The true number of people receiving domiciliary care is difficult to know. In 2014/15 it was estimated at 874,000 for the UK (of which about one quarter were self-funded). Domiciliary care and personal assistance cover personal care (help with washing, dressing, eating and taking medication), long-term care needs, re-ablement services for leaving hospital, or crisis interventions to avoid hospital attendance. For the most disabled they can mean 24/7 support. Other support can include help with household tasks –‘mopping and shopping’ activities - but these are often paid for privately and not included in the statistics.
Domiciliary care is delivered by a large workforce, with an estimated 685,000 jobs in adult domiciliary care in England in 2018/19 – slightly higher than the number in adult residential care. Around half domiciliary care workers work less than full time, and half are on zero-hours contracts. The majority (84%) are female, a quarter are 55 years or older and 23% come from Black. Asian or minority ethnic (BAME) groups. Pay is low, with a high turnover of staff and many vacancies. About 9400 agencies providing domiciliary care are registered with the CQC. Other carers are paid for privately or contracted individually. This fragmentation makes it challenging to ensure access to PPE or testing.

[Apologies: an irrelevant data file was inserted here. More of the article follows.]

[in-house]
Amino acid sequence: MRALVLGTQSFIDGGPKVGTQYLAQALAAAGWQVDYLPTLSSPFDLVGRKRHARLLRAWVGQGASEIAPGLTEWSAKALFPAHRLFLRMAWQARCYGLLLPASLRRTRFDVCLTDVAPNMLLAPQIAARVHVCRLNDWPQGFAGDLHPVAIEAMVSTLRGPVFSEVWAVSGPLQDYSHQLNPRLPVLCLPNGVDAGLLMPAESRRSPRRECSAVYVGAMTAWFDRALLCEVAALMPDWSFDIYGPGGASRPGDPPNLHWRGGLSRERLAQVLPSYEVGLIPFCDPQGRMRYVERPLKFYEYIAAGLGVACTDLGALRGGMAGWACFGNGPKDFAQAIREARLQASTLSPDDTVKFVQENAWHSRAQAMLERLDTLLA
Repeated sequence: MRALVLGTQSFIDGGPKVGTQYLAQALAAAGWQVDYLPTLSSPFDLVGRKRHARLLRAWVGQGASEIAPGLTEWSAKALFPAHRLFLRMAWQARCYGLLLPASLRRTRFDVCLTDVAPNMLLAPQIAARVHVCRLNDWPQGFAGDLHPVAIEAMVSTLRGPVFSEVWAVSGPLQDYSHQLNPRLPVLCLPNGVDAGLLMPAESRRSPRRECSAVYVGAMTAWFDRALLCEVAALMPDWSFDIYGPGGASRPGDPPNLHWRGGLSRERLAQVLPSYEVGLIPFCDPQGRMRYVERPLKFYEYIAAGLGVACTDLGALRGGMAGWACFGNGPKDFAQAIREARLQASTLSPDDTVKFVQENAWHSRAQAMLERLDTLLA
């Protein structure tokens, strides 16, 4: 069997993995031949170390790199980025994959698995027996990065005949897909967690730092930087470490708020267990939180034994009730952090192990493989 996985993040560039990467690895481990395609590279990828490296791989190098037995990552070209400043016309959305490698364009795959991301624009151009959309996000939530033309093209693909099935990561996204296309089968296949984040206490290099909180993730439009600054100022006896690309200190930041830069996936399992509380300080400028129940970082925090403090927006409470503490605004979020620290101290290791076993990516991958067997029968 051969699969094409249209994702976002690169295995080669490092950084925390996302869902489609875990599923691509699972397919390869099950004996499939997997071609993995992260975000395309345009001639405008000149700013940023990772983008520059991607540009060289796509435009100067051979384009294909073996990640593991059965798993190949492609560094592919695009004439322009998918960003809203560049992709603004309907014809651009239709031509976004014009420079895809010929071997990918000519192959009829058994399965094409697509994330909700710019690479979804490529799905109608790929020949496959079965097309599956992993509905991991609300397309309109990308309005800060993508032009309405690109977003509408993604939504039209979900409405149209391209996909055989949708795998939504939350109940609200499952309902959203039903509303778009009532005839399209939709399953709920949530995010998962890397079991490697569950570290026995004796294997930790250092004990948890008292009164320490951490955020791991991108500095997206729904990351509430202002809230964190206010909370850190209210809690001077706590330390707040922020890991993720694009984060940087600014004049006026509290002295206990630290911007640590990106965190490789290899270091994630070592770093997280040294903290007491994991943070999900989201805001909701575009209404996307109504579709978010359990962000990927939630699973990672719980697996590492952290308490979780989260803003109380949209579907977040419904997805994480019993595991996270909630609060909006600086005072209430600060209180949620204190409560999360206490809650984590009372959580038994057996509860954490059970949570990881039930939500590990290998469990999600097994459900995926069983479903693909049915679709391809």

Recipients of domiciliary care are likely to be at particular risk from COVID-19 because of their age (76% of adults receiving local authority-funded domiciliary care are aged 65 years or over) and underlying health problems, and because of the way care is provided. Those requiring care or assistance cannot self-isolate. Carers may visit multiple clients daily, often making brief visits, and clients may receive care from multiple carers or personal assistants. Carers who move from home to home are at high risk of both acquiring and passing on SARS-CoV-2 unless adequate protection is provided. It is often impossible for carers to maintain “social distancing” from the vulnerable clients they are helping.
The carers are at risk, as well as those receiving care. For both men and women in England and Wales the age-adjusted mortality rate from COVID-19 in social care workers is twice that of health care workers. The data are not presented separately for care home and domiciliary workers.